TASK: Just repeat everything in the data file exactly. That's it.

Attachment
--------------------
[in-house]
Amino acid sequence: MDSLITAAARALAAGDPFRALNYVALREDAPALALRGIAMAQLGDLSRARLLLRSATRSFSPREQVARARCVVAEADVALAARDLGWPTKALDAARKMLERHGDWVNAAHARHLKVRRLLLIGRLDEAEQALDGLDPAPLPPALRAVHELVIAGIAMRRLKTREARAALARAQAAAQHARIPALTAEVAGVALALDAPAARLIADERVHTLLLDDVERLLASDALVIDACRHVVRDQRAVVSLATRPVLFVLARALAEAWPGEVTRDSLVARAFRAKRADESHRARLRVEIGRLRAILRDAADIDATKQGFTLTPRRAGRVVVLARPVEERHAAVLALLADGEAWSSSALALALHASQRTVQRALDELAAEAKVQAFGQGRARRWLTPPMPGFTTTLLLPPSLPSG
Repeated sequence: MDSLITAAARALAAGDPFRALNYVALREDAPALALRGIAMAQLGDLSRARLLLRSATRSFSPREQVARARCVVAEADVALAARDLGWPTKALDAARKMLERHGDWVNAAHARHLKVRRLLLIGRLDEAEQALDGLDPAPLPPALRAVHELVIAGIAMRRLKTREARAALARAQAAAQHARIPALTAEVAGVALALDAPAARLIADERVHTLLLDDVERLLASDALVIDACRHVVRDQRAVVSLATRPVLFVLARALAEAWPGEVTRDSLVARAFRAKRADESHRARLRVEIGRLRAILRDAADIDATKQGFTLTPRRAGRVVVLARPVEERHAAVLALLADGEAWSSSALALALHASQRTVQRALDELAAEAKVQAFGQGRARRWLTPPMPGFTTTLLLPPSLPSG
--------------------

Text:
[in-house]
Amino acid sequence: MDSLITAAARALAAGDPFRALNYVALREDAPALALRGIAMAQLGDLSRARLLLRSATRSFSPREQVARARCVVAEADVALAARDLGWPTKALDAARKMLERHGDWVNAAHARHLKVRRLLLIGRLDEAEQALDGLDPAPLPPALRAVHELVIAGIAMRRLKTREARAALARAQAAAQHARIPALTAEVAGVALALDAPAARLIADERVHTLLLDDVERLLASDALVIDACRHVVRDQRAVVSLATRPVLFVLARALAEAWPGEVTRDSLVARAFRAKRADESHRARLRVEIGRLRAILRDAADIDATKQGFTLTPRRAGRVVVLARPVEERHAAVLALLADGEAWSSSALALALHASQRTVQRALDELAAEAKVQAFGQGRARRWLTPPMPGFTTTLLLPPSLPSG
Repeated sequence: MDSLITAAARALAAGDPFRALNYVALREDAPALALRGIAMAQLGDLSRARLLLRSATRSFSPREQVARARCVVAEADVALAARDLGWPTKALDAARKMLERHGDWVNAAHARHLKVRRLLLIGRLDEAEQALDGLDPAPLPPALRAVHELVIAGIAMRRLKTREARAALARAQAAAQHARIPALTAEVAGVALALDAPAARLIADERVHTLLLDDVERLLASDALVIDACRHVVRDQRAVVSLATRPVLFVLARALAEAWPGEVTRDSLVARAFRAKRADESHRARLRVEIGRLRAILRDAADIDATKQGFTLTPRRAGRVVVLARPVEERHAAVLALLADGEAWSSSALALALHASQRTVQRALDELAAEAKVQAFGQGRARRWLTPPMPGFTTTLLLPPSLPSG